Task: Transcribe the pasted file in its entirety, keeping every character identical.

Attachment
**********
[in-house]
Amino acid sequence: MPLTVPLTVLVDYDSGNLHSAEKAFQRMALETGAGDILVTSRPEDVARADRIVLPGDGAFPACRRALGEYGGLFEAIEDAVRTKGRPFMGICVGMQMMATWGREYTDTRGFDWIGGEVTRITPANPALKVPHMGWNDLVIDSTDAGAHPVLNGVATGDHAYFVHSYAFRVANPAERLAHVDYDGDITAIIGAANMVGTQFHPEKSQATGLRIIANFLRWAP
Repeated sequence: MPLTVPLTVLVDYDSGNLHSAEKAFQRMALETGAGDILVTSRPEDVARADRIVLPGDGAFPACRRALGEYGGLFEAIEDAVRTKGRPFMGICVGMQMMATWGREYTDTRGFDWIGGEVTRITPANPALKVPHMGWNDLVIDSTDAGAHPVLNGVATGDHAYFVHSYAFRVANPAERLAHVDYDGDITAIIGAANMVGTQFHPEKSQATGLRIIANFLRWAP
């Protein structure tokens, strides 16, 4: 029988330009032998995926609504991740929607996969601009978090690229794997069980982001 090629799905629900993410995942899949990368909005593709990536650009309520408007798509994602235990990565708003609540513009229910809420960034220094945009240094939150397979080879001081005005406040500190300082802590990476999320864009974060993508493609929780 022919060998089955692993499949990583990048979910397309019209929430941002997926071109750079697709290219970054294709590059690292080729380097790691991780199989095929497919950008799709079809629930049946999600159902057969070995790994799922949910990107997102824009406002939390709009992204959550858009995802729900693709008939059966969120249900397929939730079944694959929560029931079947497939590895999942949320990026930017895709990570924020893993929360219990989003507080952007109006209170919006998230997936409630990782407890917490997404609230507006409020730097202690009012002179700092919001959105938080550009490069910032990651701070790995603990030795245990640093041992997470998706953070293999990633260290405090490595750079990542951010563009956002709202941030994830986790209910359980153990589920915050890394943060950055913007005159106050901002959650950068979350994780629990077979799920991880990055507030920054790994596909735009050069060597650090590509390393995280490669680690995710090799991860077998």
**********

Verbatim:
[in-house]
Amino acid sequence: MPLTVPLTVLVDYDSGNLHSAEKAFQRMALETGAGDILVTSRPEDVARADRIVLPGDGAFPACRRALGEYGGLFEAIEDAVRTKGRPFMGICVGMQMMATWGREYTDTRGFDWIGGEVTRITPANPALKVPHMGWNDLVIDSTDAGAHPVLNGVATGDHAYFVHSYAFRVANPAERLAHVDYDGDITAIIGAANMVGTQFHPEKSQATGLRIIANFLRWAP
Repeated sequence: MPLTVPLTVLVDYDSGNLHSAEKAFQRMALETGAGDILVTSRPEDVARADRIVLPGDGAFPACRRALGEYGGLFEAIEDAVRTKGRPFMGICVGMQMMATWGREYTDTRGFDWIGGEVTRITPANPALKVPHMGWNDLVIDSTDAGAHPVLNGVATGDHAYFVHSYAFRVANPAERLAHVDYDGDITAIIGAANMVGTQFHPEKSQATGLRIIANFLRWAP
């Protein structure tokens, strides 16, 4: 029988330009032998995926609504991740929607996969601009978090690229794997069980982001 090629799905629900993410995942899949990368909005593709990536650009309520408007798509994602235990990565708003609540513009229910809420960034220094945009240094939150397979080879001081005005406040500190300082802590990476999320864009974060993508493609929780 022919060998089955692993499949990583990048979910397309019209929430941002997926071109750079697709290219970054294709590059690292080729380097790691991780199989095929497919950008799709079809629930049946999600159902057969070995790994799922949910990107997102824009406002939390709009992204959550858009995802729900693709008939059966969120249900397929939730079944694959929560029931079947497939590895999942949320990026930017895709990570924020893993929360219990989003507080952007109006209170919006998230997936409630990782407890917490997404609230507006409020730097202690009012002179700092919001959105938080550009490069910032990651701070790995603990030795245990640093041992997470998706953070293999990633260290405090490595750079990542951010563009956002709202941030994830986790209910359980153990589920915050890394943060950055913007005159106050901002959650950068979350994780629990077979799920991880990055507030920054790994596909735009050069060597650090590509390393995280490669680690995710090799991860077998």